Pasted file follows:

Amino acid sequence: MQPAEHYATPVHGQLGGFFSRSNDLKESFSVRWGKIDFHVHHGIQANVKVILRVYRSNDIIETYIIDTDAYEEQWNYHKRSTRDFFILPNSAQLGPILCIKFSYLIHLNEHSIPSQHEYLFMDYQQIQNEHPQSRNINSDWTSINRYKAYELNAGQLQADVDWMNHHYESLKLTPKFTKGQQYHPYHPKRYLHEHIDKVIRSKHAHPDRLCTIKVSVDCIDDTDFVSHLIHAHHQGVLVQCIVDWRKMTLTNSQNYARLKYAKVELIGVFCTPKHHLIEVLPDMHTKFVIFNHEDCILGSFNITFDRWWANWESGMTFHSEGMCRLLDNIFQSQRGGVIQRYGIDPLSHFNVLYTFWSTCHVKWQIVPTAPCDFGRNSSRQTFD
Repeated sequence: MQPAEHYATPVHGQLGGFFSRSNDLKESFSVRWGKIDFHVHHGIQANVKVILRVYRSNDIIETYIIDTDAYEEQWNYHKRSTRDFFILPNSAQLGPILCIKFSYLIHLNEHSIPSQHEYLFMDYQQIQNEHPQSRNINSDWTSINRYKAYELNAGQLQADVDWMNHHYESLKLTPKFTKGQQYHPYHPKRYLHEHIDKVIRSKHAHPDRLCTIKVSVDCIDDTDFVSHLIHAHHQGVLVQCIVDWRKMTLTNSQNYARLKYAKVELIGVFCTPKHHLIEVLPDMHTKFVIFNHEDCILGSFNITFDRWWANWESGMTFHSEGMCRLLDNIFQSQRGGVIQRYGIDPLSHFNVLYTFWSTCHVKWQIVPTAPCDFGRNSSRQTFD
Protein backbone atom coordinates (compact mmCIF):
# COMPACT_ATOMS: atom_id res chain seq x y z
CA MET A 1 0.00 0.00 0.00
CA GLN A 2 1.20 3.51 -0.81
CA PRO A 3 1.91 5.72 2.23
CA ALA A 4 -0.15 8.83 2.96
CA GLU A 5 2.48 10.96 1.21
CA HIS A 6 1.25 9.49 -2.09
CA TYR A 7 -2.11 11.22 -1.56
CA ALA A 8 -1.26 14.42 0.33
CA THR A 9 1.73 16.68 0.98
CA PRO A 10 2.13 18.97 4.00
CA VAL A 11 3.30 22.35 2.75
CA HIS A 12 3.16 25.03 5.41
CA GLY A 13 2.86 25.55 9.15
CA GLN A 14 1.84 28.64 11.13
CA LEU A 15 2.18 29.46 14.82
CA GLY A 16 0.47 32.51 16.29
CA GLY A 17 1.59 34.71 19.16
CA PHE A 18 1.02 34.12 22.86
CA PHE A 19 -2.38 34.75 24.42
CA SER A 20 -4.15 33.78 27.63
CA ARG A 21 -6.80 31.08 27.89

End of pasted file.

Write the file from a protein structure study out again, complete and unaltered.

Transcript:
Amino acid sequence: MQPAEHYATPVHGQLGGFFSRSNDLKESFSVRWGKIDFHVHHGIQANVKVILRVYRSNDIIETYIIDTDAYEEQWNYHKRSTRDFFILPNSAQLGPILCIKFSYLIHLNEHSIPSQHEYLFMDYQQIQNEHPQSRNINSDWTSINRYKAYELNAGQLQADVDWMNHHYESLKLTPKFTKGQQYHPYHPKRYLHEHIDKVIRSKHAHPDRLCTIKVSVDCIDDTDFVSHLIHAHHQGVLVQCIVDWRKMTLTNSQNYARLKYAKVELIGVFCTPKHHLIEVLPDMHTKFVIFNHEDCILGSFNITFDRWWANWESGMTFHSEGMCRLLDNIFQSQRGGVIQRYGIDPLSHFNVLYTFWSTCHVKWQIVPTAPCDFGRNSSRQTFD
Repeated sequence: MQPAEHYATPVHGQLGGFFSRSNDLKESFSVRWGKIDFHVHHGIQANVKVILRVYRSNDIIETYIIDTDAYEEQWNYHKRSTRDFFILPNSAQLGPILCIKFSYLIHLNEHSIPSQHEYLFMDYQQIQNEHPQSRNINSDWTSINRYKAYELNAGQLQADVDWMNHHYESLKLTPKFTKGQQYHPYHPKRYLHEHIDKVIRSKHAHPDRLCTIKVSVDCIDDTDFVSHLIHAHHQGVLVQCIVDWRKMTLTNSQNYARLKYAKVELIGVFCTPKHHLIEVLPDMHTKFVIFNHEDCILGSFNITFDRWWANWESGMTFHSEGMCRLLDNIFQSQRGGVIQRYGIDPLSHFNVLYTFWSTCHVKWQIVPTAPCDFGRNSSRQTFD
Protein backbone atom coordinates (compact mmCIF):
# COMPACT_ATOMS: atom_id res chain seq x y z
CA MET A 1 0.00 0.00 0.00
CA GLN A 2 1.20 3.51 -0.81
CA PRO A 3 1.91 5.72 2.23
CA ALA A 4 -0.15 8.83 2.96
CA GLU A 5 2.48 10.96 1.21
CA HIS A 6 1.25 9.49 -2.09
CA TYR A 7 -2.11 11.22 -1.56
CA ALA A 8 -1.26 14.42 0.33
CA THR A 9 1.73 16.68 0.98
CA PRO A 10 2.13 18.97 4.00
CA VAL A 11 3.30 22.35 2.75
CA HIS A 12 3.16 25.03 5.41
CA GLY A 13 2.86 25.55 9.15
CA GLN A 14 1.84 28.64 11.13
CA LEU A 15 2.18 29.46 14.82
CA GLY A 16 0.47 32.51 16.29
CA GLY A 17 1.59 34.71 19.16
CA PHE A 18 1.02 34.12 22.86
CA PHE A 19 -2.38 34.75 24.42
CA SER A 20 -4.15 33.78 27.63
CA ARG A 21 -6.80 31.08 27.89